Share Facebook Twitter Google + LinkedIn Pinterest While many corn growers around Ohio are taking extensive measures to guard against pests this growing season, there are probably not so many who are going to the lengths to protect their corn yields from pests as Jevon Rockwell.The Rockwell family farms in Erie County up along Lake Erie and faces significant yield loss from pests not normally a significant concern in many parts of the state — blackbirds.“We farm four or five miles from the Lake. I think the problem is that there is a lot of marshland and places right around the city of Huron where they live. They are already thick in the woods this spring,” Rockwell said. “When they fly across the fields it looks like smoke, they are that thick. There are tens of thousands of them in the fields. In late July or early August they will come at sunrise and leave about a half hour before sunset. We have all learned to live with it around here. It just comes with the territory. Probably half of acres are affected the by birds — the best corn ground we’ve got. On our farms two miles west, we never have bird problems. They seem to stay east of U.S. Route 250 and north of the turnpike. We can get good yields but then we lose 30 or 40 bushels per acre because of those birds.”The Rockwells have been chasing blackbirds out of the corn for many years, but last year there was some very significant yield loss from the pests. The problem was most evident in a consistently high yielding 70-acre field.“We have 70 acres right by my house and we were trying to grow 300-bushel corn last year,” he said. “We knew the birds could be a problem so we split the planter with hybrids. We plant 16 rows, so we split it 8 and 8. We had 120-day Pioneer corn on the one side and 112- or 113-day DEKALB corn in the other. The blackbirds like to pick at the corn when it is in its milk stage and at the end of July or early August they hit it really hard for three or four days. The DEKALB corn was further along and they just nailed it. They stripped it back a third of the ear, every ear down the row — sometimes three or four inches down the ear. They picked right to the row of the 120-day corn that was so much further behind and they left that alone.”The yield losses in the earlier maturing corn were devastating.“We were tracking the yield closely on that farm. We shelled it 8 and 8 to keep track. The average on the 120-day corn on that farm was 320 bushels or so and we had some places hitting 340 bushels,” Rockwell said. “On the earlier DEKALB corn, there were a lot of places that were lucky to be making 160 or 170 bushels per acre. Part of that difference could have been the genetics, but this ground should produce 200-bushel corn no matter what. We had 330 pounds of nitrogen out there. We jumped though all of the hoops in that field and there were no insect problems out there. Some people have told us that the birds come in when there are insects out there, but that was not the case. If I were to guess conservatively, we lost 40 to 50 bushels per acre from the birds in the earlier hybrid. Those birds ate a lot of corn. When you have high yielding corn like that you really notice the problem. This last year was a huge eye opener. It has never been like that before.”And, not only do the birds hurt yields directly, the damage they cause also sets the stage for more problems.“They eat half the ear and then what happens after that is just as bad. Once they open that husk up and we get some late rains, water runs down the ear and sprouts the bottom kernels. And then we get this blue mold that is carried in the bird’s beaks,” Rockwell said. “It kills the test weight with the sprouting and the mold and you get a sore throat by breathing it in at harvest. That is another reason we will never plant all one maturity in this area. We can blend it out at least when they leave one hybrid alone.”Along with planting different hybrid maturities, the Rockwells also look for tight husks.“They are always going to pick the ears with the least amount of husk cover on the ear,” he said. “We need a hybrid with a good tight husk cover. Some of the new hybrids with bigger ears stick out of the end of the husks. A lot of guys don’t want a tight husk cover because of the dry down, but that is what we look for.”The birds are also a consideration with the planting date for the corn.“Planting dates make a difference. They hit the earlier corn first,” Rockwell said. “If we are the first ones out there they will hit our fields and not come back and get the neighbor’s later fields. We want top yields so we try to plant early but then we are more likely to get more problems with the blackbirds.”In addition, the Rockwells go to great lengths to try to scare the birds away.“We use old carbide cannons converted to run on little propane tanks. We set those in the field and try to scare them, but the birds get used to it. Once the birds get established in the corn it is almost impossible to get them moved out of the corn. The cannons usually just scare them from one end of the field to the other,” Rockwell said. “We also have tried a red-winged blackbird distress call and that actually works the best. It scares them right out of the field. We mounted speakers in an oak tree in the middle of a 40-acre field and ran it off a car battery. Every day or day and a half when that battery would die, I would cart a new car battery out there, switch it out and charge the old one back at the farm. Then we set up a power inverter to get it to run on 120 volts instead of 12, which helped. This year my brother mounted a solar panel to it so that will hopefully help. I think we may shut one row off of the planter, right in the middle of field so we can put that out there. The neighbors will wonder what we are doing, but then we’ll have a 60-inch row we can use to get out there. It is on a cart with a waterproof plastic box. If you don’t get it up above the corn, you can’t get the sound to travel. The corn muffles the sound.”There is also a spray called BirdGuard that the Rockwells are considering.“BirdGuard can be sprayed from an airplane or a RoGator and that is a possibility,” he said. “But you have to time it just right and it is expensive. We may give it a try though. This year we are doing more than we ever have to keep the birds away.”They have also considered detasseling some of the corn.“We farm near Schlessman Hybrids and they do not seem to have bird problems in the corn they grow for seed,” Rockwell said. “They detassel the corn and we have talked about getting a detasseler and using it every four rows or so.”Along with corn, the Rockwells grow soybeans and wheat, which are mostly ignored by the blackbirds.“We grow about twice as many soybean acres as corn and we grow some wheat. They don’t really bother the beans or the wheat,” he said. “They aren’t that thick when the wheat is ready. They may knock the grain out of the wheat heads at the field edges, but are not much of a problem. We used to grow popcorn and we never once had bird problems in that.”It is not just blackbirds that can be a problem for field corn, according to Bob Nielsen, at Purdue University. Grackles and crows can also often feed on developing ears in corn fields following pollination early in the grain filling period.“Large flocks of these birds can cause a tremendous amount of damage and will often target one hybrid over another. Damage is often most prevalent along field edges and nearby wooded areas, but can extend throughout a large field,” Nielson said. “The symptoms that immediately catch the eye are the missing or damaged kernels on the cobs. Damaged cobs often turn brown or black once molds begin infecting the damaged tissue. The evidence that clearly identifies birds as the culprits are the shredded husk leaves that result from the birds working their way to the kernels.”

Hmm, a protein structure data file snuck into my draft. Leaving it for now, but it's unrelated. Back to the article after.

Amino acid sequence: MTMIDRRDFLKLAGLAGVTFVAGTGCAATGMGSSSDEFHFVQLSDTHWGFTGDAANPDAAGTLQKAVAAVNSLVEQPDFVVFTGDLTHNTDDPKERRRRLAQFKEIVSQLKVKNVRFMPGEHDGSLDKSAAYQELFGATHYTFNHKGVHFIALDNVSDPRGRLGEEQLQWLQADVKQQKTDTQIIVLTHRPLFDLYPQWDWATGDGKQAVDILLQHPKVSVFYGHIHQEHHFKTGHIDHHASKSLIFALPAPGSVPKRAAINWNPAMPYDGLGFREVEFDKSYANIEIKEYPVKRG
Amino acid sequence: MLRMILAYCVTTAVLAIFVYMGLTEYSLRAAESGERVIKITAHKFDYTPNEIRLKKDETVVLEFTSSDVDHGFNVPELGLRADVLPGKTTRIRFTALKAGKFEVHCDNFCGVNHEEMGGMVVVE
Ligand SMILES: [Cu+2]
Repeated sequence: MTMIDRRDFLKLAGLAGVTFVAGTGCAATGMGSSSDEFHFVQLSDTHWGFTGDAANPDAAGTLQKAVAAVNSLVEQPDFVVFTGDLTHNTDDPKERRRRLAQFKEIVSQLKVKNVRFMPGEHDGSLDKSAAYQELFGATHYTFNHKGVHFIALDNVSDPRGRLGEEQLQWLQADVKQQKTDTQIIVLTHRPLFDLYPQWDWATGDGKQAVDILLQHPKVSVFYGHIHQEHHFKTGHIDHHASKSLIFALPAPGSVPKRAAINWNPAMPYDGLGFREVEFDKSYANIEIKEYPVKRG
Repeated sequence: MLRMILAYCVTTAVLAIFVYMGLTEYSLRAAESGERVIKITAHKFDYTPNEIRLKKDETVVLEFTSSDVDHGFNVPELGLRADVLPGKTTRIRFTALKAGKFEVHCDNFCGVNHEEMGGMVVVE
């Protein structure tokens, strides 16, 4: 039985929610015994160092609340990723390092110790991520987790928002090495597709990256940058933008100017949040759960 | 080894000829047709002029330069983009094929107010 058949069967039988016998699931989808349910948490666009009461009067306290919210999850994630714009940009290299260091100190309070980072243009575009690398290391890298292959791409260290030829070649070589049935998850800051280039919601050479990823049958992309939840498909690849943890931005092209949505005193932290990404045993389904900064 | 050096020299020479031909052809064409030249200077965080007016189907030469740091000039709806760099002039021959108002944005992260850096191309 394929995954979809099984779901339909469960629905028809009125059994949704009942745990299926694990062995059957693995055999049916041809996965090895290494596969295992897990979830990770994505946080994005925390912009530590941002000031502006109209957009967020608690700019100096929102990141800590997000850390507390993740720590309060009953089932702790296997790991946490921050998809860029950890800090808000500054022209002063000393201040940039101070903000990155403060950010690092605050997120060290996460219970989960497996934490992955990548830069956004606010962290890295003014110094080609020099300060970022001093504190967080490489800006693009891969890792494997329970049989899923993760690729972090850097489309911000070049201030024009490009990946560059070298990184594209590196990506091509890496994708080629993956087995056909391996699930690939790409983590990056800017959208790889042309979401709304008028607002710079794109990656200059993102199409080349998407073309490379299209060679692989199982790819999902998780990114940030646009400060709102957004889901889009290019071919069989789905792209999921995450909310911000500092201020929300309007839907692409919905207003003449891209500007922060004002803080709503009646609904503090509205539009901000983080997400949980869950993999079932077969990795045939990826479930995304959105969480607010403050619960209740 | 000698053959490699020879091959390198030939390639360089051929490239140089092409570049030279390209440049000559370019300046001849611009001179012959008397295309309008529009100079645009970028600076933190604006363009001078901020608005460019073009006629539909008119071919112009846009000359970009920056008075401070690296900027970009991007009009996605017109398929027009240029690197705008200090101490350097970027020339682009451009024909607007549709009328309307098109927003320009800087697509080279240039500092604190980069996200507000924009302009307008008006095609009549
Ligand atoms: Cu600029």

Everyone loves depth of field in their shots. Autodesk Smoke has it’s own Depth of Field Node that can create Depth Blurs on your shots and in your composites.The Action Node is Smoke’s true 3D compositing environment. When Action is used with the Depth of Field (DOF) Node in ConnectFX you can create adjustable blurs to your 3D composites by taking a Z-depth pass from Action and processing it though the DOF node. Z-Depth passes can also be created as a layer pass from 3D applications like Maya, 3D Studio Max, and Cinema 4D. Depth passes are grayscale images where white is used for objects furthest away from the camera and black would be objects closest to the camera (this would be the normal representation, but they can be reversed.) Objects in between would be seen as various shades of gray. Each shade of gray would place the object at a different depth from the camera.[Click for Larger Image]Smoke’s Depth-of-Field Node:The main element that you’ll need to use the Depth of Field (DOF) Node is a Z-Depth pass. This can be provided from your 3D application or you can create one in Action by adding an Output pass for Z-Depth. Inside of Action you can use F4 to toggle between your Action outputs. When you have objects or images that have different Z values on the Axis, you will see the shades of gray in the Z-Depth Output.[Click for Larger Image] You can then link via a copy/link expression the camera position from your main Action Camera to the duplicate Action Node’s Camera. So it will mimic any changes. The Depth of Field Node will create a very nice look and add depth to your composite, but it can be very render intensive. It’s better to keep your blur values lower and use the camera’s clipping plane or the DOF min/max adjustments to control your depth matte.I hope Premiumbeat’s breakdown of the ConnectFX Nodes in Smoke are providing good information and understanding of how to use these tools. If you have any questions, please fell free to leave a comment below. Under the Z-Depth area, you can set the clipping plane for the MAX white and MIN black values. Think of it as a histogram for the z-depth. There is also a toggle to set white or black as the far color. Regardless of your blur, slices, and gamma settings thus far, you can clamp the effect of the blur by setting the Max Blur Value. This can help with rendering as too high of settings for blur, combined with slices and depth of your matte can produce some extreme render times.The Depth-O-Gram, with a bit of a silly name, is where the main focus (pun intended) of the DOF node lies. The Depth-O-Gram will display the Z-Depth Matte in histogram fashion. You can use the Z Plot button and select a point on your image. This will show up as a line in the Depth-O-Gram. The Yellow line is the Focus Plane. you can move the yellow line to your plot point to make that point the point that is in focus. The Blue and Red lines are the Focus Range. Objects within this range will also be in focus, depending on other settings. But it gives you an area to work in. This Focus Range can be adjusted to create a very narrow focus range or to widen it out. This begins to give you a great deal of flexibility in giving your scene the look you want. The Focus Plane and Ranges are keyframeable. So it’s possible to shift or roll the focus as your camera and objects move. As you move the yellow focus plane through the Depth-O-Gram you will see your objects highlight in your scene with Yellow, Blue and Red as the focus planes cross through them.[Click for Larger Image] Back at the main UI, you start to get in to the settings that affect the quality of the DOF that will be created. Adjusting the Slices number will change the interpolation of the change in values in the Z-Depth Matte. You can see the relationship in the Depth-O-Gram as the dark and light gray vertical bars. The Overlap values will control the about of overlap between the slices. The Edge Artifacts controls the amount of mixing between the object edges with the foreground and the background elements. You would adjust these values to clear up an artifacts in the blur along the edges.[Click for Larger Image] You may wonder why Action doesn’t incorporate Z-Depth within itself instead of running everything through a 2nd node? The DOF Node gives you greater flexibility to control the depth of field in your scene. Also, ConnectFX can be used to add DOF to 3D generated scenes from a 3D software with a Z-Depth Pass. Processing a DOF blur in the compositing phase is much more efficient than rendering in the 3D App. It will take less time and you can control the amount of blur.Pro ConnectFX Tip:The Z-Depth Output from Action is controlled by the clipping planes of the Action Camera. Object at different Z Depths will create a different looking Z Depth Output when the Action Cameras far plane is 10,000 pixels vs 2,000 pixels. What does this mean? If you have a very large 3D scene with objects at great Z-depths, and you have had to lengthen the cameras far plane to see your objects you will create a very subtle depth matte. The differences between values will be very slight and you won’t be able to get a shallow depth of field look if you wanted it.[Click for Larger Image] One tip to control the look of your Z-Depth Matte is to copy your Action Node, output the Z-Depth Output from the duplicate node, and adjust the far plane to get a depth matte that works for you. Since ConnectFX is now processing everything at 16bit fp, it really helps with getting a good Z-Depth output. If you are working in 8 bit, make sure you switch the Action rendering in Node Prefs to 16 bit. The Z-Depth Output menu in Action has a few other settings to help create the best Z-Depth Matte. Turn Off Anti-aliasing and the Tolerance setting – which will adjust the value at which the alpha is included in the depth of the output.[Click for Larger Image]This setting will help with transparent objects in your scene. Once you have your settings, you can feed the Action Outputs into the Depth-of-Field Node.The general UI for the DOF node can be overwhelming, but like most of the node interfaces in Smoke, they generally work left to right.[Click for Larger Image]The Blur & Blooming settings will adjust the blur values and the amount of Bokeh effect. You have 2 options for blooming, Basic and Additive. The basic blooming mode adjusts the gain applied to highlights in non-HDR images. Basic blooming allows the creation of bokeh patterns without affecting colour integrity. The additive blooming mode allows you to create higher intensity bokeh patterns from any source image, using minimum and maximum thresholds for highlight separation.The Bokeh settings give you the ability to customize the look of the bokeh pattern. You can adjust the number of sides, curvature, and rotation.If you jump over to the Bokeh Profile Tab, you can further tweak the look for the bokeh shape. The S-Curve represents the shape of the pattern, from its centre to the outside. The default S-curve defines the softness of the blur. You can change the curve by manipulating the two points of the curve, or you can add points to the curve. This type of profile curve is also seen in the profile menus of Action Lights.